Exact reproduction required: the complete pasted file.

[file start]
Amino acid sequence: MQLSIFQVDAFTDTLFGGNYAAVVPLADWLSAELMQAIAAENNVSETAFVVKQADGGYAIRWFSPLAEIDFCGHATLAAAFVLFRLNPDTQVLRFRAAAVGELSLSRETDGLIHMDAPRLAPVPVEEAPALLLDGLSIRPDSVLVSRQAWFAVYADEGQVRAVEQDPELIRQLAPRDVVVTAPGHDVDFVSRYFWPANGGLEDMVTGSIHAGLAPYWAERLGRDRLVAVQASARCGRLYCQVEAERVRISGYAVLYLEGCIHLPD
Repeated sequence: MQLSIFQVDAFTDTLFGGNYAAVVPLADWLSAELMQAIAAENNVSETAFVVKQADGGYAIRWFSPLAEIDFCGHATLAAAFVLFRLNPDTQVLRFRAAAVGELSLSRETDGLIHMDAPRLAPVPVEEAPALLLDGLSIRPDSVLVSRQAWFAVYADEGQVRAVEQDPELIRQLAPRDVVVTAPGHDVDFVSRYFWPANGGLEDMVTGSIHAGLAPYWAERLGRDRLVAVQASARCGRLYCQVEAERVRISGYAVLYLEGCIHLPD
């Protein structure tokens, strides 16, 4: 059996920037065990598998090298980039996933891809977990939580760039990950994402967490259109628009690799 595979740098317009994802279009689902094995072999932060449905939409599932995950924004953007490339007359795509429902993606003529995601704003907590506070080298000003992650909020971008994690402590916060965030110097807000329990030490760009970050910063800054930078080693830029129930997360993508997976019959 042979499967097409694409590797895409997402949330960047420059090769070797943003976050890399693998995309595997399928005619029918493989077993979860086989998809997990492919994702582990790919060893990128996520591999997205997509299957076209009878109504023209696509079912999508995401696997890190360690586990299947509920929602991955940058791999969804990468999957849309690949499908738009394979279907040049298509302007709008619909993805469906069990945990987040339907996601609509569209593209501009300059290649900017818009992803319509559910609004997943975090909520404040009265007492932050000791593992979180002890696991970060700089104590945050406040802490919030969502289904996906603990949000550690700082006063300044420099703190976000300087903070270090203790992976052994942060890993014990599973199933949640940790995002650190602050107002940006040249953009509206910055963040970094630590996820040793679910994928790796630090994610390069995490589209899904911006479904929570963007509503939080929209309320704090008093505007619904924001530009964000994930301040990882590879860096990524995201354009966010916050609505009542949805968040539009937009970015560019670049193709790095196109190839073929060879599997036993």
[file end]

Amino acid sequence: MQLSIFQVDAFTDTLFGGNYAAVVPLADWLSAELMQAIAAENNVSETAFVVKQADGGYAIRWFSPLAEIDFCGHATLAAAFVLFRLNPDTQVLRFRAAAVGELSLSRETDGLIHMDAPRLAPVPVEEAPALLLDGLSIRPDSVLVSRQAWFAVYADEGQVRAVEQDPELIRQLAPRDVVVTAPGHDVDFVSRYFWPANGGLEDMVTGSIHAGLAPYWAERLGRDRLVAVQASARCGRLYCQVEAERVRISGYAVLYLEGCIHLPD
Repeated sequence: MQLSIFQVDAFTDTLFGGNYAAVVPLADWLSAELMQAIAAENNVSETAFVVKQADGGYAIRWFSPLAEIDFCGHATLAAAFVLFRLNPDTQVLRFRAAAVGELSLSRETDGLIHMDAPRLAPVPVEEAPALLLDGLSIRPDSVLVSRQAWFAVYADEGQVRAVEQDPELIRQLAPRDVVVTAPGHDVDFVSRYFWPANGGLEDMVTGSIHAGLAPYWAERLGRDRLVAVQASARCGRLYCQVEAERVRISGYAVLYLEGCIHLPD
């Protein structure tokens, strides 16, 4: 059996920037065990598998090298980039996933891809977990939580760039990950994402967490259109628009690799 595979740098317009994802279009689902094995072999932060449905939409599932995950924004953007490339007359795509429902993606003529995601704003907590506070080298000003992650909020971008994690402590916060965030110097807000329990030490760009970050910063800054930078080693830029129930997360993508997976019959 042979499967097409694409590797895409997402949330960047420059090769070797943003976050890399693998995309595997399928005619029918493989077993979860086989998809997990492919994702582990790919060893990128996520591999997205997509299957076209009878109504023209696509079912999508995401696997890190360690586990299947509920929602991955940058791999969804990468999957849309690949499908738009394979279907040049298509302007709008619909993805469906069990945990987040339907996601609509569209593209501009300059290649900017818009992803319509559910609004997943975090909520404040009265007492932050000791593992979180002890696991970060700089104590945050406040802490919030969502289904996906603990949000550690700082006063300044420099703190976000300087903070270090203790992976052994942060890993014990599973199933949640940790995002650190602050107002940006040249953009509206910055963040970094630590996820040793679910994928790796630090994610390069995490589209899904911006479904929570963007509503939080929209309320704090008093505007619904924001530009964000994930301040990882590879860096990524995201354009966010916050609505009542949805968040539009937009970015560019670049193709790095196109190839073929060879599997036993």